(No, not me.)
If you haven’t read the classic Greek short play Oedipus the King, here is a highly abridged version: Oedipus’ past is gradually revealed as he pursues a series of clues which ultimately leads him to discover that he was adopted, that he killed his father, and that he married his mother shorty after his father was killed. Of course, Oedipus’ wife (and mother) Jocasta is also unaware of his past. The play begins many years after his father’s death.
At one point in the play, Jocasta becomes alarmed as the clues begin to converge on an answer.
JOCASTA: …[T]alk, empty nonsense,
don’t give it another thought, don’t even think —
OEDIPUS: What — give up now, with a clue like this?
Fail to solve the mystery of my birth?
Not for all the world!
JOCASTA: Stop — in the name of god,
if you love your own life, call off this search!
My suffering is enough.
JOCASTA: Oh no,
listen to me, I beg you, don’t do this.
OEDIPUS: Listen to you? No more. I must know it all,
must see the truth at last.
JOCASTA: No, please—
for your sake — I want the best for you!
OEDIPUS: Your best is more than I can bear.
JOCASTA: You’re doomed —
may you never fathom who you are!
A question is often asked here: Is Oedipus responsible for his own demise? In a way, yes. Had he not pursued the matter, he might have continued with a normal life. In fact other warnings were given to him, long before this exchange with his wife. But that is not his intent in the least! He wants to know the truth, whatever may come of it.
I can relate to Oedipus because the above conversation is similar to one that I once had. It was between myself (in the role of Oedipus) and my father (in the role of Jocasta). My father, a fundamentalist Christian, was advising me to stop reading books by New Testament scholars, to stop learning about the history of Christianity. Those books are biased—it’s best not to pursue it, he said. But like Oedipus, at that point I knew a little too much. There was no going back, even if my darkest fears would become manifest: that I would not live forever, that neither would anyone I knew, that the whole religious enterprise would be revealed as an elaborate mistake. Even the worst truth was better than the best falsity, I thought.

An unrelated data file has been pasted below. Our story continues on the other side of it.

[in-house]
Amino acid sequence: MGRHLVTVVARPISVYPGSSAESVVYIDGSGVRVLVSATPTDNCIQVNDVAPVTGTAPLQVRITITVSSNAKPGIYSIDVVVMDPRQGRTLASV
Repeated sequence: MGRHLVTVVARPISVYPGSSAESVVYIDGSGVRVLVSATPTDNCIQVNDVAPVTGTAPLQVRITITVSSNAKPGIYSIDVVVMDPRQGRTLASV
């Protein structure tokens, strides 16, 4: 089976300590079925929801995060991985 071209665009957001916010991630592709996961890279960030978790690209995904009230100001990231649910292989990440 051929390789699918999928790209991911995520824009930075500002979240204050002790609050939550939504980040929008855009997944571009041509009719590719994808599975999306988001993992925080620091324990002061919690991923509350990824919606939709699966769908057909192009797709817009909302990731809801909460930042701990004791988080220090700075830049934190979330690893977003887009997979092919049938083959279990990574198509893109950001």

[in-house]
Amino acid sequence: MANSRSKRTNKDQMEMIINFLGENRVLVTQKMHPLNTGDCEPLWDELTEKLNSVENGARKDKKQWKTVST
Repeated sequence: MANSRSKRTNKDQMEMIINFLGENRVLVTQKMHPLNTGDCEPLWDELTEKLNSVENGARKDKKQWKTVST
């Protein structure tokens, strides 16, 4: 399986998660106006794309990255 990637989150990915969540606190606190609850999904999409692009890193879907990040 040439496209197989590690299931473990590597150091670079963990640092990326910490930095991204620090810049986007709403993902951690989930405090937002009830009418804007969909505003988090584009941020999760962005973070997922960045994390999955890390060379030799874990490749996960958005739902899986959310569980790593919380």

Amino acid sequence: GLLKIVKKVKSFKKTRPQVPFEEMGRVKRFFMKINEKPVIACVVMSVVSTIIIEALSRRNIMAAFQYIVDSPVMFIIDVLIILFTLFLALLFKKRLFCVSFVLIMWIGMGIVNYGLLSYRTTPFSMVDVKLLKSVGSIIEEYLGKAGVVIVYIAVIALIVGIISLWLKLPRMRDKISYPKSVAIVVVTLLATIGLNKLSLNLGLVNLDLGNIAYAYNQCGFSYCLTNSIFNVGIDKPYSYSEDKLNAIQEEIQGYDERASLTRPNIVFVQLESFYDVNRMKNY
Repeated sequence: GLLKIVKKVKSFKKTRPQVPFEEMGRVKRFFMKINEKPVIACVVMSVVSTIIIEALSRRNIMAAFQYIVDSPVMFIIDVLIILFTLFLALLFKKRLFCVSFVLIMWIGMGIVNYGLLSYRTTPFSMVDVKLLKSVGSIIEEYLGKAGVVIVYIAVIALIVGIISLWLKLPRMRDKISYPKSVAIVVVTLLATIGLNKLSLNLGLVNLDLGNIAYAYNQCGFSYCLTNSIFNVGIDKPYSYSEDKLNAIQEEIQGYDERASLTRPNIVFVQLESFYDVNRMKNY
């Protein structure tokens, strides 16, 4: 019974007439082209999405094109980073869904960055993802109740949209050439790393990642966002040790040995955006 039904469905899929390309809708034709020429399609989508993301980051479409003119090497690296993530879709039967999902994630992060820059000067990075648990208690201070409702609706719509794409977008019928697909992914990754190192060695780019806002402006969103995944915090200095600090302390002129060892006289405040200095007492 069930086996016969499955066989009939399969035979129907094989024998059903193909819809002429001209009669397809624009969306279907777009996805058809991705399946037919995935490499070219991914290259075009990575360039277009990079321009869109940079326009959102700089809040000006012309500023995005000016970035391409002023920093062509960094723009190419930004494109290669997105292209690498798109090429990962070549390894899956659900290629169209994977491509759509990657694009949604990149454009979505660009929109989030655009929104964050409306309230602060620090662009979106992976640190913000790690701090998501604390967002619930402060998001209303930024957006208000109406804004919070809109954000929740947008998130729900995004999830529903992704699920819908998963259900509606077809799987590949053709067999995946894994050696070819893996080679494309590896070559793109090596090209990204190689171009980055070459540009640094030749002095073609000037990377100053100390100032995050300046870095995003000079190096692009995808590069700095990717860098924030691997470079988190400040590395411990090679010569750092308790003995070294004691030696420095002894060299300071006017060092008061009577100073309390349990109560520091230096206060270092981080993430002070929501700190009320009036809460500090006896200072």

I believe that one reason (among others) Oedipus the King has endured for 2500 years is because it speaks to a deep aspect of our psyche: the fear that there is some unfathomable despair awaiting us, lurking, and that we could avoid it if only we would resolve not to look. Let no one disturb our ignorance!
Fortunately in my case the scope of the analogy is limited. When the truth became known, Oedipus’ worst fears were realized. Mine were as well, but the realization of my fears amounted only to the loss of a fantasy, and soon thereafter the fears themselves dissolved.